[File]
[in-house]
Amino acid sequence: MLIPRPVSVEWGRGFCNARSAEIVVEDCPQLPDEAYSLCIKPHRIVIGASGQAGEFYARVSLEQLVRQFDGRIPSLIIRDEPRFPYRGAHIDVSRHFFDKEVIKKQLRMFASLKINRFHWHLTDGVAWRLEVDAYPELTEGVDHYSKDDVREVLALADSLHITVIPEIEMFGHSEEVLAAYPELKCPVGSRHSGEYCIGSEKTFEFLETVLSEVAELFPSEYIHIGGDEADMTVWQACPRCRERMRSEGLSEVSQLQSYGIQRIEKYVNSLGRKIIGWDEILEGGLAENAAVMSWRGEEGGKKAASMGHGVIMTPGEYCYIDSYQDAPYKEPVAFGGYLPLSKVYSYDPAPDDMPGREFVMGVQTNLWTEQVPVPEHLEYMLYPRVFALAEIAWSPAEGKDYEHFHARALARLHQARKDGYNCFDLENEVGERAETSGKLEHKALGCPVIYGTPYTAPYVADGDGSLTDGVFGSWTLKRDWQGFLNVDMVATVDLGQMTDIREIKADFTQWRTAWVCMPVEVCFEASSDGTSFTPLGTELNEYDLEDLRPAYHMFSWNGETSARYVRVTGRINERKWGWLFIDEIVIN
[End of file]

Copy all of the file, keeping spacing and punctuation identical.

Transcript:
[in-house]
Amino acid sequence: MLIPRPVSVEWGRGFCNARSAEIVVEDCPQLPDEAYSLCIKPHRIVIGASGQAGEFYARVSLEQLVRQFDGRIPSLIIRDEPRFPYRGAHIDVSRHFFDKEVIKKQLRMFASLKINRFHWHLTDGVAWRLEVDAYPELTEGVDHYSKDDVREVLALADSLHITVIPEIEMFGHSEEVLAAYPELKCPVGSRHSGEYCIGSEKTFEFLETVLSEVAELFPSEYIHIGGDEADMTVWQACPRCRERMRSEGLSEVSQLQSYGIQRIEKYVNSLGRKIIGWDEILEGGLAENAAVMSWRGEEGGKKAASMGHGVIMTPGEYCYIDSYQDAPYKEPVAFGGYLPLSKVYSYDPAPDDMPGREFVMGVQTNLWTEQVPVPEHLEYMLYPRVFALAEIAWSPAEGKDYEHFHARALARLHQARKDGYNCFDLENEVGERAETSGKLEHKALGCPVIYGTPYTAPYVADGDGSLTDGVFGSWTLKRDWQGFLNVDMVATVDLGQMTDIREIKADFTQWRTAWVCMPVEVCFEASSDGTSFTPLGTELNEYDLEDLRPAYHMFSWNGETSARYVRVTGRINERKWGWLFIDEIVIN